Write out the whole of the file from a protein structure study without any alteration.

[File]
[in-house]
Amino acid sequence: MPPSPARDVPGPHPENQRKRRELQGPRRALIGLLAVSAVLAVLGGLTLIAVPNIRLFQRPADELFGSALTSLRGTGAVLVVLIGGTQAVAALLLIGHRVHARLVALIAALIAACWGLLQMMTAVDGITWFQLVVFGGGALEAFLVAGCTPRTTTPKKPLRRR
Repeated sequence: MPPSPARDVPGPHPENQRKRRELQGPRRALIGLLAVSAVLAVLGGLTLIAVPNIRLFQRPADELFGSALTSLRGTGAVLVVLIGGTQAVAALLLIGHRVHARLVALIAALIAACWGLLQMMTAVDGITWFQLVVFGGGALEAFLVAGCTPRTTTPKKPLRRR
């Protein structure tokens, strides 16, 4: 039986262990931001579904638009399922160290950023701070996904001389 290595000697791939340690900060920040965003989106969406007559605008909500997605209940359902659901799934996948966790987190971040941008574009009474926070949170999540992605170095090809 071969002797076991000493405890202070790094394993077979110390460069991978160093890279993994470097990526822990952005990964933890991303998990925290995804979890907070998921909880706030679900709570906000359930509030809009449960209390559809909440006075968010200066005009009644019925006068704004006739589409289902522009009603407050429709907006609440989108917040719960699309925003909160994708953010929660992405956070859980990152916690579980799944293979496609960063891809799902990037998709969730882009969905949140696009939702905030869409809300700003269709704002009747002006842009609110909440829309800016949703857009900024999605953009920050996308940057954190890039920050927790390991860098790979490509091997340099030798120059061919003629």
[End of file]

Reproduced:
[in-house]
Amino acid sequence: MPPSPARDVPGPHPENQRKRRELQGPRRALIGLLAVSAVLAVLGGLTLIAVPNIRLFQRPADELFGSALTSLRGTGAVLVVLIGGTQAVAALLLIGHRVHARLVALIAALIAACWGLLQMMTAVDGITWFQLVVFGGGALEAFLVAGCTPRTTTPKKPLRRR
Repeated sequence: MPPSPARDVPGPHPENQRKRRELQGPRRALIGLLAVSAVLAVLGGLTLIAVPNIRLFQRPADELFGSALTSLRGTGAVLVVLIGGTQAVAALLLIGHRVHARLVALIAALIAACWGLLQMMTAVDGITWFQLVVFGGGALEAFLVAGCTPRTTTPKKPLRRR
């Protein structure tokens, strides 16, 4: 039986262990931001579904638009399922160290950023701070996904001389 290595000697791939340690900060920040965003989106969406007559605008909500997605209940359902659901799934996948966790987190971040941008574009009474926070949170999540992605170095090809 071969002797076991000493405890202070790094394993077979110390460069991978160093890279993994470097990526822990952005990964933890991303998990925290995804979890907070998921909880706030679900709570906000359930509030809009449960209390559809909440006075968010200066005009009644019925006068704004006739589409289902522009009603407050429709907006609440989108917040719960699309925003909160994708953010929660992405956070859980990152916690579980799944293979496609960063891809799902990037998709969730882009969905949140696009939702905030869409809300700003269709704002009747002006842009609110909440829309800016949703857009900024999605953009920050996308940057954190890039920050927790390991860098790979490509091997340099030798120059061919003629």